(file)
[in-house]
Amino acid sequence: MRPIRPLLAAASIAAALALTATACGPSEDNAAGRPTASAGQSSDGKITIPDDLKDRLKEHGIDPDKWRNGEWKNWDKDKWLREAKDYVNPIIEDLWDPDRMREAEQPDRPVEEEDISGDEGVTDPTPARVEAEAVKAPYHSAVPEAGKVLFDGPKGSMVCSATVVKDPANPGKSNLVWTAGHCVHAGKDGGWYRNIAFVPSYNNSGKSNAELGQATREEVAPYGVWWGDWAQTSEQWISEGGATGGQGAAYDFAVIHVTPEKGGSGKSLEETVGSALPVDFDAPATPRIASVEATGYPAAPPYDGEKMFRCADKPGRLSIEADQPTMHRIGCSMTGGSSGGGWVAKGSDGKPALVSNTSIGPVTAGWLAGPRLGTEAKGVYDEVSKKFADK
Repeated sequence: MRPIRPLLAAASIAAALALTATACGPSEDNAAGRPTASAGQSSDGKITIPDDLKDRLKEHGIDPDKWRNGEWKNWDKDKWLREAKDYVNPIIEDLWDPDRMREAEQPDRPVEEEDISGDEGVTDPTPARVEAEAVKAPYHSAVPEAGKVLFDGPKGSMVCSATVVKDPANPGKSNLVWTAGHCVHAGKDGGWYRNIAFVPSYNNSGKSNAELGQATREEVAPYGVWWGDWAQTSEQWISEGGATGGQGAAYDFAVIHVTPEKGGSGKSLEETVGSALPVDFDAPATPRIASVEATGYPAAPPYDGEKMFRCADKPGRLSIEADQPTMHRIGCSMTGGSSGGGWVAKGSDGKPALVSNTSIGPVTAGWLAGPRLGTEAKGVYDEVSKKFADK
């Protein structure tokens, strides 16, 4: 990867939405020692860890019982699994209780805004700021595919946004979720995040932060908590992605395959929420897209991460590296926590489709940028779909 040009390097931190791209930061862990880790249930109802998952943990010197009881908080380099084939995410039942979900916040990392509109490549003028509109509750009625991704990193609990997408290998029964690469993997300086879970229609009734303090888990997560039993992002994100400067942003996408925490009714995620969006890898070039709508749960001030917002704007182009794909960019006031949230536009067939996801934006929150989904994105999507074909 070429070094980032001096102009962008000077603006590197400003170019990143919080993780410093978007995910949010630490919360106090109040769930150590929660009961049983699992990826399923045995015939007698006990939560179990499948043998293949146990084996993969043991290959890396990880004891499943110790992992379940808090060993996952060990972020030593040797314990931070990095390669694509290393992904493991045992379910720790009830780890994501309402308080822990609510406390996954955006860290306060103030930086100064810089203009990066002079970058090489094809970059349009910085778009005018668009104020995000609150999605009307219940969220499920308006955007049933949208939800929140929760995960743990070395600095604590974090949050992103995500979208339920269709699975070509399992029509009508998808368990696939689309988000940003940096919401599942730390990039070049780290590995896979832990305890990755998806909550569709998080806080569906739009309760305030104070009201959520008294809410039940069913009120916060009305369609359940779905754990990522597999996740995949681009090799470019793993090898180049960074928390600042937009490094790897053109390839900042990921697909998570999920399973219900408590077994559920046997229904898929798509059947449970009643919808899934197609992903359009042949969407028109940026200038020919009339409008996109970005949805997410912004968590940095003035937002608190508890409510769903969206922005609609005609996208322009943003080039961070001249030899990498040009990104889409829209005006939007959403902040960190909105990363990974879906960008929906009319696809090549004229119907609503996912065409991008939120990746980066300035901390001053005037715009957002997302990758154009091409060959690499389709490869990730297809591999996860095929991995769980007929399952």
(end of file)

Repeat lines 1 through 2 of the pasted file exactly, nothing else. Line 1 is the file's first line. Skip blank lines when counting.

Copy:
[in-house]
Amino acid sequence: MRPIRPLLAAASIAAALALTATACGPSEDNAAGRPTASAGQSSDGKITIPDDLKDRLKEHGIDPDKWRNGEWKNWDKDKWLREAKDYVNPIIEDLWDPDRMREAEQPDRPVEEEDISGDEGVTDPTPARVEAEAVKAPYHSAVPEAGKVLFDGPKGSMVCSATVVKDPANPGKSNLVWTAGHCVHAGKDGGWYRNIAFVPSYNNSGKSNAELGQATREEVAPYGVWWGDWAQTSEQWISEGGATGGQGAAYDFAVIHVTPEKGGSGKSLEETVGSALPVDFDAPATPRIASVEATGYPAAPPYDGEKMFRCADKPGRLSIEADQPTMHRIGCSMTGGSSGGGWVAKGSDGKPALVSNTSIGPVTAGWLAGPRLGTEAKGVYDEVSKKFADK